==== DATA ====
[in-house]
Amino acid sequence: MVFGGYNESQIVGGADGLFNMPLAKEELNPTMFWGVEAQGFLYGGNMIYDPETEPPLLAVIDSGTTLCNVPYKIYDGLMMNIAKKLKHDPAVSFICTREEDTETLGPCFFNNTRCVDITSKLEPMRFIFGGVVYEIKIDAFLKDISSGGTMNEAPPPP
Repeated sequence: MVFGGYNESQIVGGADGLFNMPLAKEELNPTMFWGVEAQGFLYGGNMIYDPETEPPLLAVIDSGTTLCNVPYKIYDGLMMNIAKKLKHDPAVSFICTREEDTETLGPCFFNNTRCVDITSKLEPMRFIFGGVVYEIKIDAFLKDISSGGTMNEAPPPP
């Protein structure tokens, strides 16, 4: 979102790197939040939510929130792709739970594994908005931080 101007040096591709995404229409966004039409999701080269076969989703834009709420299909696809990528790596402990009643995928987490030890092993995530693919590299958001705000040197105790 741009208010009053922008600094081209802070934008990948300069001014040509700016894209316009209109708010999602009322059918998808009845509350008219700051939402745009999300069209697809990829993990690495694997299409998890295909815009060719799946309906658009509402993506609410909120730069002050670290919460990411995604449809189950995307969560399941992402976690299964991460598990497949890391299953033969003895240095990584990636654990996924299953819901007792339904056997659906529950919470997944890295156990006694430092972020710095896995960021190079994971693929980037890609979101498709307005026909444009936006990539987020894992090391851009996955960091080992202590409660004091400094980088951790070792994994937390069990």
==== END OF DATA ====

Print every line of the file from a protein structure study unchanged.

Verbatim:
[in-house]
Amino acid sequence: MVFGGYNESQIVGGADGLFNMPLAKEELNPTMFWGVEAQGFLYGGNMIYDPETEPPLLAVIDSGTTLCNVPYKIYDGLMMNIAKKLKHDPAVSFICTREEDTETLGPCFFNNTRCVDITSKLEPMRFIFGGVVYEIKIDAFLKDISSGGTMNEAPPPP
Repeated sequence: MVFGGYNESQIVGGADGLFNMPLAKEELNPTMFWGVEAQGFLYGGNMIYDPETEPPLLAVIDSGTTLCNVPYKIYDGLMMNIAKKLKHDPAVSFICTREEDTETLGPCFFNNTRCVDITSKLEPMRFIFGGVVYEIKIDAFLKDISSGGTMNEAPPPP
């Protein structure tokens, strides 16, 4: 979102790197939040939510929130792709739970594994908005931080 101007040096591709995404229409966004039409999701080269076969989703834009709420299909696809990528790596402990009643995928987490030890092993995530693919590299958001705000040197105790 741009208010009053922008600094081209802070934008990948300069001014040509700016894209316009209109708010999602009322059918998808009845509350008219700051939402745009999300069209697809990829993990690495694997299409998890295909815009060719799946309906658009509402993506609410909120730069002050670290919460990411995604449809189950995307969560399941992402976690299964991460598990497949890391299953033969003895240095990584990636654990996924299953819901007792339904056997659906529950919470997944890295156990006694430092972020710095896995960021190079994971693929980037890609979101498709307005026909444009936006990539987020894992090391851009996955960091080992202590409660004091400094980088951790070792994994937390069990």